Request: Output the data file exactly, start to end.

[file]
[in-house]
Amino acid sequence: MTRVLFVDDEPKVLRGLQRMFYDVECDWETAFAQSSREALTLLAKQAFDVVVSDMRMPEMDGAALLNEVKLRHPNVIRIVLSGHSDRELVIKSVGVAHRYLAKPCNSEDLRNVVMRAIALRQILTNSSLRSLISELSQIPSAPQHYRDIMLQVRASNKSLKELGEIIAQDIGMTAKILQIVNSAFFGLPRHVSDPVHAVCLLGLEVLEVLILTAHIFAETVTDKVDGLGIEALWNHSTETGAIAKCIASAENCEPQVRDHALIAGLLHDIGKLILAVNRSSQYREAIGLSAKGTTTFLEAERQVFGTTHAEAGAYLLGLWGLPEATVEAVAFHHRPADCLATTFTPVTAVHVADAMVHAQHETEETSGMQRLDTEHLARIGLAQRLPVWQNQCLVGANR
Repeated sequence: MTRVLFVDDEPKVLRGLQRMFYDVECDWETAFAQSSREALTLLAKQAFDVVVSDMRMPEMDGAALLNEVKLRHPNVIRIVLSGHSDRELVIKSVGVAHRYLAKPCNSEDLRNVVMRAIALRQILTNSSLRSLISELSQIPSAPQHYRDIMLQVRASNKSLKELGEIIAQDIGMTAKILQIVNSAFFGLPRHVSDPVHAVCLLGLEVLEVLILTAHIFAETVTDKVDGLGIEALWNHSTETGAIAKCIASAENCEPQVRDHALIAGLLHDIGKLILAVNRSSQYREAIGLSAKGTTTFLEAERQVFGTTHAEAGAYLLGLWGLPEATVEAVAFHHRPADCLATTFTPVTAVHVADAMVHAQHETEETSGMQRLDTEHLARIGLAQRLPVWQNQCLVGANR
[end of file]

[in-house]
Amino acid sequence: MTRVLFVDDEPKVLRGLQRMFYDVECDWETAFAQSSREALTLLAKQAFDVVVSDMRMPEMDGAALLNEVKLRHPNVIRIVLSGHSDRELVIKSVGVAHRYLAKPCNSEDLRNVVMRAIALRQILTNSSLRSLISELSQIPSAPQHYRDIMLQVRASNKSLKELGEIIAQDIGMTAKILQIVNSAFFGLPRHVSDPVHAVCLLGLEVLEVLILTAHIFAETVTDKVDGLGIEALWNHSTETGAIAKCIASAENCEPQVRDHALIAGLLHDIGKLILAVNRSSQYREAIGLSAKGTTTFLEAERQVFGTTHAEAGAYLLGLWGLPEATVEAVAFHHRPADCLATTFTPVTAVHVADAMVHAQHETEETSGMQRLDTEHLARIGLAQRLPVWQNQCLVGANR
Repeated sequence: MTRVLFVDDEPKVLRGLQRMFYDVECDWETAFAQSSREALTLLAKQAFDVVVSDMRMPEMDGAALLNEVKLRHPNVIRIVLSGHSDRELVIKSVGVAHRYLAKPCNSEDLRNVVMRAIALRQILTNSSLRSLISELSQIPSAPQHYRDIMLQVRASNKSLKELGEIIAQDIGMTAKILQIVNSAFFGLPRHVSDPVHAVCLLGLEVLEVLILTAHIFAETVTDKVDGLGIEALWNHSTETGAIAKCIASAENCEPQVRDHALIAGLLHDIGKLILAVNRSSQYREAIGLSAKGTTTFLEAERQVFGTTHAEAGAYLLGLWGLPEATVEAVAFHHRPADCLATTFTPVTAVHVADAMVHAQHETEETSGMQRLDTEHLARIGLAQRLPVWQNQCLVGANR